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by 3xp3rt In reply to Have you thought about tr ...

It?s a good idea, but you can learn from internet. It?s full of information, technical news and so on. On other idea is to practice the Help Desk work for example at Techrepublic at Tech Q&A. After me it?s a very good practice and learn possibilities.

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Or documentation.

by dryflies In reply to Have you thought about tr ...

How well is your network documented? I am a small shop just me and a part time student and while there are times that we are backed up for a week, there are other times when we twiddle our thumbs for a week. Training is fine as long as it is self paced because you have to be ready to drop what you are doing and take care of a client.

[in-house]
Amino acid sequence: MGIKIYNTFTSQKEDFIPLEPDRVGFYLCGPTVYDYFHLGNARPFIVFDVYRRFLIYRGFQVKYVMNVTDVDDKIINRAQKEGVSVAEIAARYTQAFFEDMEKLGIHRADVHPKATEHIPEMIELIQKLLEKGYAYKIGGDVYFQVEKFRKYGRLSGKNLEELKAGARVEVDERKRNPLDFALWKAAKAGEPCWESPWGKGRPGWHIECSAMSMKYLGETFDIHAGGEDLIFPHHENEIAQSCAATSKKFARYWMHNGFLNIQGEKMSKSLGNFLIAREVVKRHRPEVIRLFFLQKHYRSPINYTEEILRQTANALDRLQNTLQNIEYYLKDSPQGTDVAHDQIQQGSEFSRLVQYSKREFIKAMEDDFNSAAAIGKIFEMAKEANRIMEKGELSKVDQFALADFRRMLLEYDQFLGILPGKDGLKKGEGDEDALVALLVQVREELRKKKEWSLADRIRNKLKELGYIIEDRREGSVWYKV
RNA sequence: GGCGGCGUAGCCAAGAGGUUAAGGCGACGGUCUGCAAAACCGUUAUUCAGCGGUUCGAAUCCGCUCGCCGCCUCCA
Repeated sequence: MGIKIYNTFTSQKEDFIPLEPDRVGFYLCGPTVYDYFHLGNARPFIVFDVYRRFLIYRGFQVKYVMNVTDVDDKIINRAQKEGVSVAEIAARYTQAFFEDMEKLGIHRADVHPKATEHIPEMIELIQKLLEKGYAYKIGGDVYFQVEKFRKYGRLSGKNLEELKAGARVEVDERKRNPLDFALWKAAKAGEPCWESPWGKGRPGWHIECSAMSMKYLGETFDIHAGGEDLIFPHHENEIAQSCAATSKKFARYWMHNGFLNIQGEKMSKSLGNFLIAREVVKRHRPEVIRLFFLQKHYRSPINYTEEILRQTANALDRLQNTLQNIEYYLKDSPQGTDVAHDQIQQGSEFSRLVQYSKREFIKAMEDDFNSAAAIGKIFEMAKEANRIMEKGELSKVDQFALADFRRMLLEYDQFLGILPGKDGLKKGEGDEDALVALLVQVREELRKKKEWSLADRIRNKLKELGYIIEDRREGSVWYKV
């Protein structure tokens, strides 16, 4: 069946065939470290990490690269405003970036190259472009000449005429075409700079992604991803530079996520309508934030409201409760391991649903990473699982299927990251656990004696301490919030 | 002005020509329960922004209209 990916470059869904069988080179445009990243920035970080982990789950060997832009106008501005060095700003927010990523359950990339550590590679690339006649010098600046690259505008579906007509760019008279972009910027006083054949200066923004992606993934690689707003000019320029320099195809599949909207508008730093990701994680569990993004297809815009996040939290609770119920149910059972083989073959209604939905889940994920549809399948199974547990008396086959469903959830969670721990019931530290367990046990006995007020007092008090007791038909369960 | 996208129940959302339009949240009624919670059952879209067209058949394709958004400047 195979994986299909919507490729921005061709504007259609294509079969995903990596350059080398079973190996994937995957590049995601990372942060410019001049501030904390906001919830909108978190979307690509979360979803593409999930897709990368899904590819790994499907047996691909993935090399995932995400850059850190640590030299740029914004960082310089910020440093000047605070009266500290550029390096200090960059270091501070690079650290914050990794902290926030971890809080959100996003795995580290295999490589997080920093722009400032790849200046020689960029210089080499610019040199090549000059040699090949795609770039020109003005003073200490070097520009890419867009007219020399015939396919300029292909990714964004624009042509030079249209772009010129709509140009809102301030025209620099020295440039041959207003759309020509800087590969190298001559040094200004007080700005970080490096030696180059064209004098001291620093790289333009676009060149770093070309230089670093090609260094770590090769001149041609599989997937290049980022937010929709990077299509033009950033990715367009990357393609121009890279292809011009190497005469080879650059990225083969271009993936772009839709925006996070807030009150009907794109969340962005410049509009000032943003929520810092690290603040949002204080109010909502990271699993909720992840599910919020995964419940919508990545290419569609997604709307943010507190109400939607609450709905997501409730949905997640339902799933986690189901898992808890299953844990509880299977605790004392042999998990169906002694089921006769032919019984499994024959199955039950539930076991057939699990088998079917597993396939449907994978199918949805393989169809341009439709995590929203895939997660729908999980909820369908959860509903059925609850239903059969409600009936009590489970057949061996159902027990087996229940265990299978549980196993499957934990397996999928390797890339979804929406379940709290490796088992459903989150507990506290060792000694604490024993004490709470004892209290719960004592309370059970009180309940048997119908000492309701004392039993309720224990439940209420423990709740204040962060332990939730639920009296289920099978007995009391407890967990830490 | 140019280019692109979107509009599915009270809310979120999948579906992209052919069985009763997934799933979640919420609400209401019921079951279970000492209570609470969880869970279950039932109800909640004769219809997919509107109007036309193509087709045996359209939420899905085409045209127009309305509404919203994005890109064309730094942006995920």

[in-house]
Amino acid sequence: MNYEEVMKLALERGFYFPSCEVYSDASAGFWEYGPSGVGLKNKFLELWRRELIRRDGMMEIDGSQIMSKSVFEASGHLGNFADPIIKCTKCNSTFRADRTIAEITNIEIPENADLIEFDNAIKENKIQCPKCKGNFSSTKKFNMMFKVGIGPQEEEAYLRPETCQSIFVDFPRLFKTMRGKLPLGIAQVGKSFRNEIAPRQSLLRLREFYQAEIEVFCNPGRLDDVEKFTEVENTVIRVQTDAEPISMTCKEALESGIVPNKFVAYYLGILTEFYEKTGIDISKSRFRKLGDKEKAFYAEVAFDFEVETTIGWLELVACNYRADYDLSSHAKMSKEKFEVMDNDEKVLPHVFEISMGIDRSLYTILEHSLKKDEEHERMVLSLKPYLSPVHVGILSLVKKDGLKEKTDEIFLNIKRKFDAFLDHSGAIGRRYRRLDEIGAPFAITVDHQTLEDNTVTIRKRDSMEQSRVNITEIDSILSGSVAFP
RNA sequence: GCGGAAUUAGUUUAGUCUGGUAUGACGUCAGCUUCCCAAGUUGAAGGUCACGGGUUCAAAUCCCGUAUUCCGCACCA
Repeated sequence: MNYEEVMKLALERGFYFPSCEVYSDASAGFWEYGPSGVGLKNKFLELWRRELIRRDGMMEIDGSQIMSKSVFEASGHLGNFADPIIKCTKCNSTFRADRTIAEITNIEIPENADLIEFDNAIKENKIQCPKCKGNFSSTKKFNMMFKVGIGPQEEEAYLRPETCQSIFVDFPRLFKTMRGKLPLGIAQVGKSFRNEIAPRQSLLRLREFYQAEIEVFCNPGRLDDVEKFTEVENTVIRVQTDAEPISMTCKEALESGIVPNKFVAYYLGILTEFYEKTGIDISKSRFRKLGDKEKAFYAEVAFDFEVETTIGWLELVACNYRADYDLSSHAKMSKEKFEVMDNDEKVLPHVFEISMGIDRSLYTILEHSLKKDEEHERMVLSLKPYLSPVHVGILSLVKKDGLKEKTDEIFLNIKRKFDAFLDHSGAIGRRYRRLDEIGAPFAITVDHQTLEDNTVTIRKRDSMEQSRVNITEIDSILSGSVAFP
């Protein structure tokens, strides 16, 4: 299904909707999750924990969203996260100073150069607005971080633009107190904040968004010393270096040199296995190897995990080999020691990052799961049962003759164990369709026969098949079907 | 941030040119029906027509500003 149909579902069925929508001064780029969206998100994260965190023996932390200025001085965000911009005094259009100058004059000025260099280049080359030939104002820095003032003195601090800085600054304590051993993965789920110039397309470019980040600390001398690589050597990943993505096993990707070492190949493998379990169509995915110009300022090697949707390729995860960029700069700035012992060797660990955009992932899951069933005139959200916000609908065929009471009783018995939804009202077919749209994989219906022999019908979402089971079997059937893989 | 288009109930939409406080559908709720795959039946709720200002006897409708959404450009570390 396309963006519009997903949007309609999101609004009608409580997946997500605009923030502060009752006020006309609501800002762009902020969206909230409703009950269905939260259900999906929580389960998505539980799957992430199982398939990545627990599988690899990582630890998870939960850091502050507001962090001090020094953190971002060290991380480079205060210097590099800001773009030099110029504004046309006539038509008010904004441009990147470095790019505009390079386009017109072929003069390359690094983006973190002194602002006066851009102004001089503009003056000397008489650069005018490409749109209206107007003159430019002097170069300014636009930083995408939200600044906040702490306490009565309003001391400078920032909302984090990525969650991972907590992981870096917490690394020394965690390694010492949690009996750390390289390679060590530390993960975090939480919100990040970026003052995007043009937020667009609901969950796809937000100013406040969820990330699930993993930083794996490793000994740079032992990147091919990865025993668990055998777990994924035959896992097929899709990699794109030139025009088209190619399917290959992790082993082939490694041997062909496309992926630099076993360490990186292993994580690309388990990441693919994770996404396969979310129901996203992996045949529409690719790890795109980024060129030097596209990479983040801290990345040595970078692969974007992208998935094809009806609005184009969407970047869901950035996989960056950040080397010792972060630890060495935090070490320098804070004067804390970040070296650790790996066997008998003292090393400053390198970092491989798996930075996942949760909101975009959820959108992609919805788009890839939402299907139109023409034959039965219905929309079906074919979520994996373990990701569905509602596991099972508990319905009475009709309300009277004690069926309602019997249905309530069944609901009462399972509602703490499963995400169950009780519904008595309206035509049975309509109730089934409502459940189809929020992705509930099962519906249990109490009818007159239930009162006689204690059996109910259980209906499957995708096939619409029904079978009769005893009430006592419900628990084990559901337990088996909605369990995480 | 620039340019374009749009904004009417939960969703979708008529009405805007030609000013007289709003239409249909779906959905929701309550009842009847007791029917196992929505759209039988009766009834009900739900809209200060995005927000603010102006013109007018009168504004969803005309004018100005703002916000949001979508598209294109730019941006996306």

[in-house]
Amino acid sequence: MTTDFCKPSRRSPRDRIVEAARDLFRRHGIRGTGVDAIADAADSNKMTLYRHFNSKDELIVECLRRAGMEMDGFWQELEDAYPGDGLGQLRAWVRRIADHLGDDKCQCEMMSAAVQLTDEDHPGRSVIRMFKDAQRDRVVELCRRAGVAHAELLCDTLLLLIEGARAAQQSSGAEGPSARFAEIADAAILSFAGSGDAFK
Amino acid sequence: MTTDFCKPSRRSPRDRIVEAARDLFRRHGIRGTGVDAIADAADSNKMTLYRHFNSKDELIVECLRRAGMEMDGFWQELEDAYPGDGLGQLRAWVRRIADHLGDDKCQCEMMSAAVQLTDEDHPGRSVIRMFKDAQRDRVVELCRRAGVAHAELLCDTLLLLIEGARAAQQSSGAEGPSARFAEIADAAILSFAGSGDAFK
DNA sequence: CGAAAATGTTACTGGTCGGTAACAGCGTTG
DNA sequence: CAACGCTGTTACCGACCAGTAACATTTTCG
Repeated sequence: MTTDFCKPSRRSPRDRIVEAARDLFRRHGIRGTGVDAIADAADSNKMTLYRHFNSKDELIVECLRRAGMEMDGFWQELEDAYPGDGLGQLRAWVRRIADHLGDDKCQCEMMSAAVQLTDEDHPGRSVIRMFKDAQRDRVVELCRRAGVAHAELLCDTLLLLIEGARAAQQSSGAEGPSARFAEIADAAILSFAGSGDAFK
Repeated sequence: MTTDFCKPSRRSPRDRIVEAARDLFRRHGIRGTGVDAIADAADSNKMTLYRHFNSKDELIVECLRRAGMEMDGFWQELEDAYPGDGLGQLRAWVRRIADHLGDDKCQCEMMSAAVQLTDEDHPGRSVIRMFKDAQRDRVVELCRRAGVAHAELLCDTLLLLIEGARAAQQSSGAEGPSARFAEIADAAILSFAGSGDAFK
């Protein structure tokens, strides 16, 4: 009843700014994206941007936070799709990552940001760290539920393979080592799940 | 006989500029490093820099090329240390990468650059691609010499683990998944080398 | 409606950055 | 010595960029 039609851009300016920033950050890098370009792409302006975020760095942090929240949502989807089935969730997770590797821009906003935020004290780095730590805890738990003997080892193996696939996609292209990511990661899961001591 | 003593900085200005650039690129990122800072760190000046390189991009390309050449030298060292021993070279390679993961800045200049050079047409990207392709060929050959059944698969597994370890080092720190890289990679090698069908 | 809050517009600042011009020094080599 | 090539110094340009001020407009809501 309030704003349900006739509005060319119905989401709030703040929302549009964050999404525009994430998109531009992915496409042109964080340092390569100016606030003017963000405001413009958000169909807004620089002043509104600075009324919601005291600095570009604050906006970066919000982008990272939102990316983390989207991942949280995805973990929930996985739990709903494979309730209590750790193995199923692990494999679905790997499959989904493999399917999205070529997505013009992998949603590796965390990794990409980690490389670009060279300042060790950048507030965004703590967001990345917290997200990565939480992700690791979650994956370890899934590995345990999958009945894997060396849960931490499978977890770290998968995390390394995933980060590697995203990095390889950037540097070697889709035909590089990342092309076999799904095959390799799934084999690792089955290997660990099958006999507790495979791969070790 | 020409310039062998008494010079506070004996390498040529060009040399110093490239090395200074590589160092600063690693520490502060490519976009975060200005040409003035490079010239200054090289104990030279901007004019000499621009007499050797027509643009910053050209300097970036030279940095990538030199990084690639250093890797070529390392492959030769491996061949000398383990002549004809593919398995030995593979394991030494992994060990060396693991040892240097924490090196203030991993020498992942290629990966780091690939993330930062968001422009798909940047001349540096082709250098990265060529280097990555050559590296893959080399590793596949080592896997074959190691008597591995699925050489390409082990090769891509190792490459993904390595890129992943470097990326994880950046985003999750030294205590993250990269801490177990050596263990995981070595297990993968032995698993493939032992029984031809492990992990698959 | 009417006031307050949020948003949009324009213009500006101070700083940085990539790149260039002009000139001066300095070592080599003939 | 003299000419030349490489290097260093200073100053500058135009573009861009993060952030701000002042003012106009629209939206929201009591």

so document the network, write scripts to check patch levels, server disk space, monitor backups, etc. Don't worry about working yourself out of a job, if you do well you find areas that are out of date and need upgrades, other areas where stuff just isn't working quite right... for the self starter, there will always be something to do.

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I agree with the above

by pingme11 In reply to Have you thought about tr ...

I agree with all of the above. Training and documentation should fill in the down time gaps. I have my staff working on several projects that are important but can be put aside momentarily for urgent help desk matters. This is not busy work but the work of IT. You are lucky that you have the time. Use it wisely.

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Searching Information

by 3xp3rt In reply to I agree with the above

Also even when the IT stuff work on projects, need to inform over the Internet.
When you work about a project without Internet possibility you can work more, because when you need an information, you must search in books, old projects, notes and so on? Well with Internet access searching some information can done in minutes.

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by ciacob In reply to How do I keep staff "busy ...